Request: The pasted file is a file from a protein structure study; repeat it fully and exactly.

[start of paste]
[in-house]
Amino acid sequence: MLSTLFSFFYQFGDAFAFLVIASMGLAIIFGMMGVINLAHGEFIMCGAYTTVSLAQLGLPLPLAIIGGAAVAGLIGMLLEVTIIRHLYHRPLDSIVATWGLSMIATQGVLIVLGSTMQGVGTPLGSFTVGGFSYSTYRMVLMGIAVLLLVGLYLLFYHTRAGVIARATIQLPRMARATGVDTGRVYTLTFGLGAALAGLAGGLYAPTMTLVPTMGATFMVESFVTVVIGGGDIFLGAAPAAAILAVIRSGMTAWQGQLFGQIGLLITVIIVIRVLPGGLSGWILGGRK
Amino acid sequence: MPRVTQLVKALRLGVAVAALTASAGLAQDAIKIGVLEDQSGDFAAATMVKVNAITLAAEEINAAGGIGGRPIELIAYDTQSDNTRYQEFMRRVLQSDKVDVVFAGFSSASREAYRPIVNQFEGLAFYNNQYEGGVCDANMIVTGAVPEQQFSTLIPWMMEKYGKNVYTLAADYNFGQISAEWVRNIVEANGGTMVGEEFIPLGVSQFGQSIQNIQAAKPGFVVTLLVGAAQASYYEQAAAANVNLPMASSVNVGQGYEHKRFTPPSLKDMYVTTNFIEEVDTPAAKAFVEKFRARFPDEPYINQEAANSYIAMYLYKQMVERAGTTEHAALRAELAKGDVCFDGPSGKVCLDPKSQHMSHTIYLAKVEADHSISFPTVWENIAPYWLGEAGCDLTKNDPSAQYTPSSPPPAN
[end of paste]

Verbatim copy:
[in-house]
Amino acid sequence: MLSTLFSFFYQFGDAFAFLVIASMGLAIIFGMMGVINLAHGEFIMCGAYTTVSLAQLGLPLPLAIIGGAAVAGLIGMLLEVTIIRHLYHRPLDSIVATWGLSMIATQGVLIVLGSTMQGVGTPLGSFTVGGFSYSTYRMVLMGIAVLLLVGLYLLFYHTRAGVIARATIQLPRMARATGVDTGRVYTLTFGLGAALAGLAGGLYAPTMTLVPTMGATFMVESFVTVVIGGGDIFLGAAPAAAILAVIRSGMTAWQGQLFGQIGLLITVIIVIRVLPGGLSGWILGGRK
Amino acid sequence: MPRVTQLVKALRLGVAVAALTASAGLAQDAIKIGVLEDQSGDFAAATMVKVNAITLAAEEINAAGGIGGRPIELIAYDTQSDNTRYQEFMRRVLQSDKVDVVFAGFSSASREAYRPIVNQFEGLAFYNNQYEGGVCDANMIVTGAVPEQQFSTLIPWMMEKYGKNVYTLAADYNFGQISAEWVRNIVEANGGTMVGEEFIPLGVSQFGQSIQNIQAAKPGFVVTLLVGAAQASYYEQAAAANVNLPMASSVNVGQGYEHKRFTPPSLKDMYVTTNFIEEVDTPAAKAFVEKFRARFPDEPYINQEAANSYIAMYLYKQMVERAGTTEHAALRAELAKGDVCFDGPSGKVCLDPKSQHMSHTIYLAKVEADHSISFPTVWENIAPYWLGEAGCDLTKNDPSAQYTPSSPPPAN